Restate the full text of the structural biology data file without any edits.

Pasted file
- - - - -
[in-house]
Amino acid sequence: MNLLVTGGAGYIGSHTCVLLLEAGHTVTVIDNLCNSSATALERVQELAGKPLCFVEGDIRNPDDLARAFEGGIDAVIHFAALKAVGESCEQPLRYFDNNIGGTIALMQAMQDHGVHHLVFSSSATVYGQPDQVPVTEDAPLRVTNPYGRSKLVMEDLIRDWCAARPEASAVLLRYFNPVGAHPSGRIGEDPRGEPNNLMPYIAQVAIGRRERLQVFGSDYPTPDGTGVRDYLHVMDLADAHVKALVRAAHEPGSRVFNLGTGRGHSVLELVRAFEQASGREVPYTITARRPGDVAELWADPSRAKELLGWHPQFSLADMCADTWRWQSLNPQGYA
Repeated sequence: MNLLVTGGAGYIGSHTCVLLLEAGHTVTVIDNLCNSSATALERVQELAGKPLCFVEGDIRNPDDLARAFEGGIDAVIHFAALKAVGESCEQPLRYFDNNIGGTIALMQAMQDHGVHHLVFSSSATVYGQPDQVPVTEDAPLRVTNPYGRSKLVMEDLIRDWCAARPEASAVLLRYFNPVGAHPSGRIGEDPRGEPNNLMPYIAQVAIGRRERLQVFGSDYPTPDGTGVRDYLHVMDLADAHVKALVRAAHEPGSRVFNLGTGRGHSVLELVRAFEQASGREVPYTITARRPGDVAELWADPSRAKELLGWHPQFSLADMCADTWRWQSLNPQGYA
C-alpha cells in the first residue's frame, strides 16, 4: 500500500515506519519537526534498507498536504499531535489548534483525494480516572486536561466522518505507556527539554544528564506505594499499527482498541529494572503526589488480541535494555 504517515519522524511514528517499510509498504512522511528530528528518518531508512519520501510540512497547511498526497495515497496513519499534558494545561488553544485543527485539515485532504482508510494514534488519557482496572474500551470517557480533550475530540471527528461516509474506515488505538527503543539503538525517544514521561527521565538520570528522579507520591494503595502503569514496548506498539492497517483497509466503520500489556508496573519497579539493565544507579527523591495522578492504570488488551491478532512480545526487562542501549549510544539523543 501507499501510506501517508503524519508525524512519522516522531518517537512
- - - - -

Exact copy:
[in-house]
Amino acid sequence: MNLLVTGGAGYIGSHTCVLLLEAGHTVTVIDNLCNSSATALERVQELAGKPLCFVEGDIRNPDDLARAFEGGIDAVIHFAALKAVGESCEQPLRYFDNNIGGTIALMQAMQDHGVHHLVFSSSATVYGQPDQVPVTEDAPLRVTNPYGRSKLVMEDLIRDWCAARPEASAVLLRYFNPVGAHPSGRIGEDPRGEPNNLMPYIAQVAIGRRERLQVFGSDYPTPDGTGVRDYLHVMDLADAHVKALVRAAHEPGSRVFNLGTGRGHSVLELVRAFEQASGREVPYTITARRPGDVAELWADPSRAKELLGWHPQFSLADMCADTWRWQSLNPQGYA
Repeated sequence: MNLLVTGGAGYIGSHTCVLLLEAGHTVTVIDNLCNSSATALERVQELAGKPLCFVEGDIRNPDDLARAFEGGIDAVIHFAALKAVGESCEQPLRYFDNNIGGTIALMQAMQDHGVHHLVFSSSATVYGQPDQVPVTEDAPLRVTNPYGRSKLVMEDLIRDWCAARPEASAVLLRYFNPVGAHPSGRIGEDPRGEPNNLMPYIAQVAIGRRERLQVFGSDYPTPDGTGVRDYLHVMDLADAHVKALVRAAHEPGSRVFNLGTGRGHSVLELVRAFEQASGREVPYTITARRPGDVAELWADPSRAKELLGWHPQFSLADMCADTWRWQSLNPQGYA
C-alpha cells in the first residue's frame, strides 16, 4: 500500500515506519519537526534498507498536504499531535489548534483525494480516572486536561466522518505507556527539554544528564506505594499499527482498541529494572503526589488480541535494555 504517515519522524511514528517499510509498504512522511528530528528518518531508512519520501510540512497547511498526497495515497496513519499534558494545561488553544485543527485539515485532504482508510494514534488519557482496572474500551470517557480533550475530540471527528461516509474506515488505538527503543539503538525517544514521561527521565538520570528522579507520591494503595502503569514496548506498539492497517483497509466503520500489556508496573519497579539493565544507579527523591495522578492504570488488551491478532512480545526487562542501549549510544539523543 501507499501510506501517508503524519508525524512519522516522531518517537512